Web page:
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Appeals court: Criminal defamation law is unconstitutional

MINNEAPOLIS — The Minnesota Court of Appeals ruled Tuesday that a state law making it illegal to defame someone is unconstitutional because it's too broad.

The decision reverses the conviction of Timothy Turner, who was found guilty of criminal defamation after he posted sexually explicit Internet ads in 2013 that appeared to be posted of his ex-girlfriend and her underage daughter. The ads led multiple men to contact both females for sex; some sent pornographic images to the girl.

Turner admitted he posted the ads because he was mad.

The judges found Minnesota's criminal defamation law violates the First Amendment because it allows for the prosecution of true statements, which are protected speech, as well as false statements. They also found it doesn't require the state to prove "actual malice," knowledge that a statement is false or made with reckless disregard for the truth.

The appeals court said that "although the appellant's conduct was reprehensible and defamatory, we cannot uphold his conviction under an unconstitutional statute."


Isanti County Attorney Jeff Edblad said prosecutors respect the court's decision, but they are disappointed on behalf of the victims. Assistant County Attorney Deanna Natoli said prosecutors don't know if they will appeal.

Turner's attorney, John Arechigo, said the appeals court made the right decision based on legal issues presented.

"This type of challenge, it wasn't necessarily advocating for the type of behavior that the defendant engaged in," he said.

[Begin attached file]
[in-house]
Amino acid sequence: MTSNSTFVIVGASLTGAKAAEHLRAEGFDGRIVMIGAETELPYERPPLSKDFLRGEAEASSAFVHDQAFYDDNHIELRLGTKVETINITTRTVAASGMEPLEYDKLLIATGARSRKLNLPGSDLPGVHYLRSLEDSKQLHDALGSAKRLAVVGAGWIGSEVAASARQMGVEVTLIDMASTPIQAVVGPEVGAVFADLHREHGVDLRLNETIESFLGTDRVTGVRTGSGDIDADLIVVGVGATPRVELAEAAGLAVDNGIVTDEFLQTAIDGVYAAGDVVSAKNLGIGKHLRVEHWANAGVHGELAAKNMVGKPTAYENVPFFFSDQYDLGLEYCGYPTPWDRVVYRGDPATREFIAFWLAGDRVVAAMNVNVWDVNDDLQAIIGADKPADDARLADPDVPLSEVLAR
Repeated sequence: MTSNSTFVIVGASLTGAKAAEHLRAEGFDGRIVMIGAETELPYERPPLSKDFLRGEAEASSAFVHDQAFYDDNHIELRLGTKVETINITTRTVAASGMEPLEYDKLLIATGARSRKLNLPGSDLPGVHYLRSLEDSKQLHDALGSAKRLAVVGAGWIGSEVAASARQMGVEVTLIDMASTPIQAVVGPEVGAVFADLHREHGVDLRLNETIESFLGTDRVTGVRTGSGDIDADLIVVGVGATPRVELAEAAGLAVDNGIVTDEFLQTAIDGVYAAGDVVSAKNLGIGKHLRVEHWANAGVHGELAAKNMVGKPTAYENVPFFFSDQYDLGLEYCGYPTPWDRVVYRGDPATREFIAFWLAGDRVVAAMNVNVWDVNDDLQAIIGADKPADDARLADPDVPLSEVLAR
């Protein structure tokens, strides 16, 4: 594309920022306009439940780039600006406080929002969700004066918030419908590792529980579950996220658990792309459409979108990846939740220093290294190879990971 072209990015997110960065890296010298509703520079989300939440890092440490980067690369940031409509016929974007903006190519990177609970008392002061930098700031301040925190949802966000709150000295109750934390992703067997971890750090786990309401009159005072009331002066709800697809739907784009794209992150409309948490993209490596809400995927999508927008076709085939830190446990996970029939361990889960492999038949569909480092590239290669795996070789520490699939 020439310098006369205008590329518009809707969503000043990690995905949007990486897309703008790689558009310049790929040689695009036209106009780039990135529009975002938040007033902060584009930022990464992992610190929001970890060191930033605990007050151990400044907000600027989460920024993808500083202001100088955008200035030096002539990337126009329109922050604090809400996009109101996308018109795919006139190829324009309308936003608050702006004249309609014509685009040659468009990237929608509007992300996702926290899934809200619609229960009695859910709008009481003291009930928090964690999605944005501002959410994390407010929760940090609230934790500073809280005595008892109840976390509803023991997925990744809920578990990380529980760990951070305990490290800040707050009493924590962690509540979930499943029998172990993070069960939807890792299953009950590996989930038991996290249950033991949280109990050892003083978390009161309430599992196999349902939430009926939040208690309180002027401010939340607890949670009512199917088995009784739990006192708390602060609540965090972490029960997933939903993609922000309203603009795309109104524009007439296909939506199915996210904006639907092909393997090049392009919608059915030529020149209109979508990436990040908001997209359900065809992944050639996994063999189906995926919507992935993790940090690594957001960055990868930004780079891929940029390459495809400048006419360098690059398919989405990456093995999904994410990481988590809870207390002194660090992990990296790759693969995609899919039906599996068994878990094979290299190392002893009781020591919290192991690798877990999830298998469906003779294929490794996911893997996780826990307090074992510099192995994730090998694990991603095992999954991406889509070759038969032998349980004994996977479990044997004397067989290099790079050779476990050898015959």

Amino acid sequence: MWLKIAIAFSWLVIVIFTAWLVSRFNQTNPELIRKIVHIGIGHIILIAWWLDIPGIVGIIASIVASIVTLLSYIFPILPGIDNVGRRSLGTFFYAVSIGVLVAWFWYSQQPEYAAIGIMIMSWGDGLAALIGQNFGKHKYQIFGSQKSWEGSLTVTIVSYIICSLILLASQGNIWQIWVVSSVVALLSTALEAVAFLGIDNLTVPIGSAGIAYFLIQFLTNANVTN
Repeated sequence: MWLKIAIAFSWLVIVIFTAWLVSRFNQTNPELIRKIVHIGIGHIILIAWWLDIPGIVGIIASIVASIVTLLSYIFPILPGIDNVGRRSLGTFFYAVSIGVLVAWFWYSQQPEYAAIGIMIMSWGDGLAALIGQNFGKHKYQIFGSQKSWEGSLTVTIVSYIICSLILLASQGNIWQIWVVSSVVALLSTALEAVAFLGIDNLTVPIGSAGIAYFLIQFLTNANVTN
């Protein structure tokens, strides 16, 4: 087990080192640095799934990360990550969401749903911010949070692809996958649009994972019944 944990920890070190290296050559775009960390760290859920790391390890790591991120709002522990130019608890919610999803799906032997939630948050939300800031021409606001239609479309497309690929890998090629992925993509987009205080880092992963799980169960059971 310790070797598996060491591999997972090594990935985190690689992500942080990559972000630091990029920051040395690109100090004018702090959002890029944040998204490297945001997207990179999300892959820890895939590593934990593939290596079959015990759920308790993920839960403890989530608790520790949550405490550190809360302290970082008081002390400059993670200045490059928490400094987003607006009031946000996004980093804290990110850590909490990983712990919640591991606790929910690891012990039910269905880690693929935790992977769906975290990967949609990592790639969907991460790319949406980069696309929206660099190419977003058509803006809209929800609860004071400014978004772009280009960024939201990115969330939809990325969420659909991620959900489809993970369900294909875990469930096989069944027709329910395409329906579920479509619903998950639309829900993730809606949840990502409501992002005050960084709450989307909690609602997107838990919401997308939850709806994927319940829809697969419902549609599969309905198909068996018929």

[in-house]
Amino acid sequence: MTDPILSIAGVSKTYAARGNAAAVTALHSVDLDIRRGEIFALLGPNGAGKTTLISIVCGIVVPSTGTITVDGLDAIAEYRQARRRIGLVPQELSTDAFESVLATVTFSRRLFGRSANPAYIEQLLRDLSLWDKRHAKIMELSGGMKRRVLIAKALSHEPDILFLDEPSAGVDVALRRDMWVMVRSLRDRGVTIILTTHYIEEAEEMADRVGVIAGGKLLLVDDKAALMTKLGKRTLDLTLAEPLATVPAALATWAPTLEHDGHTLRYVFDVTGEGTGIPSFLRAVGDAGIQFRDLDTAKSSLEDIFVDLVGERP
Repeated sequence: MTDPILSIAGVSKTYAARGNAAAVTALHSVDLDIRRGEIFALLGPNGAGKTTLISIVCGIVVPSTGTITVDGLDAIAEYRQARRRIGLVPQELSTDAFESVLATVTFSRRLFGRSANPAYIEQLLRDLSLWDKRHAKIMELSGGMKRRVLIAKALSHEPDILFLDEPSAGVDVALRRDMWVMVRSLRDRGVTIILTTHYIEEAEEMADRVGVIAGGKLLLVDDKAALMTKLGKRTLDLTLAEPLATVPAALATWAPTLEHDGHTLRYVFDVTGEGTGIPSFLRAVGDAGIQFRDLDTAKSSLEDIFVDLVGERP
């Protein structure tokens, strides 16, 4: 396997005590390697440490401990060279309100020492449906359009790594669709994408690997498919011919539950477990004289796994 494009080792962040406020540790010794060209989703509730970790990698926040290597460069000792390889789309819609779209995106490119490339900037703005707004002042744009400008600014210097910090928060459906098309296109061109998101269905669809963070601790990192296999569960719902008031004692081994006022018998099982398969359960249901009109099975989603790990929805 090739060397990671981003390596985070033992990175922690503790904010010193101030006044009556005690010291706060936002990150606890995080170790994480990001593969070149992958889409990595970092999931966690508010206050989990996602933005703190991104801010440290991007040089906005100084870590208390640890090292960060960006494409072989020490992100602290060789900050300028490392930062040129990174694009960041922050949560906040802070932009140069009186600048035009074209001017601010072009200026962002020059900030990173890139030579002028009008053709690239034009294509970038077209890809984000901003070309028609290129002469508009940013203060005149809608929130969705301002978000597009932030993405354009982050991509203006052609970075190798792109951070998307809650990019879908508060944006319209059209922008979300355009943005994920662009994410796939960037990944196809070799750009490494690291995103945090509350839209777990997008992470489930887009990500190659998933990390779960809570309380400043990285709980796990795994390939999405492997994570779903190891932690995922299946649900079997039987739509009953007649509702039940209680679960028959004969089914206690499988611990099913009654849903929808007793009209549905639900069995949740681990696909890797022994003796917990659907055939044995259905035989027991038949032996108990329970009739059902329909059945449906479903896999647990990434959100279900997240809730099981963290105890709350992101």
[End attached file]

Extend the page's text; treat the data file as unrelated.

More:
Natoli said Turner's specific conduct in this case would not be protected under the First Amendment, but that the judges couldn't allow his conviction to stand because they found the statute criminalizes other speech that is protected.

Natoli said she could have charged Turner with disorderly conduct, but that didn't seem to fit this "deplorable" behavior. Natoli and Arechigo both said they are unaware of any other laws that specifically make this type of activity a crime.

Rep. Debra Hilstrom, a Brooklyn Center Democrat, introduced a bill this session that would make it a felony to harass someone by impersonating the victim online or by other electronic means. The bill did not pass, but Hilstrom said she intends to take it up again.

In cases like this, the perpetrators are doing more than hurting a person's feelings — they are putting lives in danger, Hilstrom said. She noted some cases in which men seeking sex have shown up at victims' homes.

"Technology gets out ahead of statutes all the time. This is a new way that people are doing things that are a harm to the victims," she said. "It's not safe and it's wrong. ... We need to give prosecutors the tools they need."


During oral arguments, prosecutors conceded the law was overbroad, but asked the appeals court to uphold the statute by construing it narrowly. The judges wrote that to do that, they'd have to rewrite the law, which would invade the legislative domain.

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